Is it possible to explain to judges that dictionaries are not definitive proof of usage?
Geoffrey Nunberg has written on this topic before, giving examples of how the U.S. Supreme Court uses dictionaries (dictionaries have been used by the Court more since 1990 than in the previous 200 years).
bq. In one 1993 case, the Supreme Court ruled that a man who traded a rifle for some cocaine could be sentenced under a statute that provided for an increased penalty for someone who uses a firearm to obtain narcotics. Writing for the majority, Justice O’Connor justified the decision by citing one dictionary’s definition of use as “to employ.” To his credit, Justice Scalia dissented, following a rule of interpretation that you could paraphrase as “give me a break, please.” In ordinary usage, he said, using a firearm means using it as a weapon, not as a medium of barter.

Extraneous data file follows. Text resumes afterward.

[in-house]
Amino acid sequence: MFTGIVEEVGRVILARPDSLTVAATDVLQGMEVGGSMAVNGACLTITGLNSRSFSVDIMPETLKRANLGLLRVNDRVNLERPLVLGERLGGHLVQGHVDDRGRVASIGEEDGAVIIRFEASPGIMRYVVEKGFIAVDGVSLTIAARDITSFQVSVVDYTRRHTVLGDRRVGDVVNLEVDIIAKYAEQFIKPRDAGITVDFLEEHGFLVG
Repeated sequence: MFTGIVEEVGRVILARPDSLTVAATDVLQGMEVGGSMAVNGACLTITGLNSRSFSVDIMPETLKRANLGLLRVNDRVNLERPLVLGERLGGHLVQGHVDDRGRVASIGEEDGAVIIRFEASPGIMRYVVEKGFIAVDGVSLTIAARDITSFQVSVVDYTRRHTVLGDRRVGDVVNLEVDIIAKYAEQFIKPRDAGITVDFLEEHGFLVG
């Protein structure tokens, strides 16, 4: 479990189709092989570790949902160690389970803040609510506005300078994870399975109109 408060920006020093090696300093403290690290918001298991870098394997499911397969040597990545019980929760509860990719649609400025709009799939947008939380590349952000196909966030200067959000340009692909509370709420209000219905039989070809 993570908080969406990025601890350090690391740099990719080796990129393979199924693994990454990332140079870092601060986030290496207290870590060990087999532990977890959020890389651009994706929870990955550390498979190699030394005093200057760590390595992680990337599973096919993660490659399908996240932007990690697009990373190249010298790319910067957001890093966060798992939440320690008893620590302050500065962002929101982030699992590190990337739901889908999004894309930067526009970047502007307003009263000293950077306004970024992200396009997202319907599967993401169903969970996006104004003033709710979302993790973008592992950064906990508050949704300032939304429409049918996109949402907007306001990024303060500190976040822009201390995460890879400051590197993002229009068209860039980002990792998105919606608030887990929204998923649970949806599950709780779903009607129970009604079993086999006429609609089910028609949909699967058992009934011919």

At Düsseldorf, Nunberg gave more examples to show in what ways English dictionaries fall short of the mark (to say nothing of bilingual dictionaries).
A Merriam-Webster definition of assassinate fails to indicate that it is applied to a prestigious person being killed by a less prestigious one.
Was the word redskin derogatory in 1965? Dictionaries didn’t mark it as such before 1980.
In 1954, did ‘pay for every broadcast’ include TV, or just radio?
(In these cases, it was shown that corpora can give good evidence of usage).
And a Florida court, relying on a dictionary, found that ‘subject to’ was a passive verb. (Has someone got that reference? It may well be online).
Ah – languagehat has it.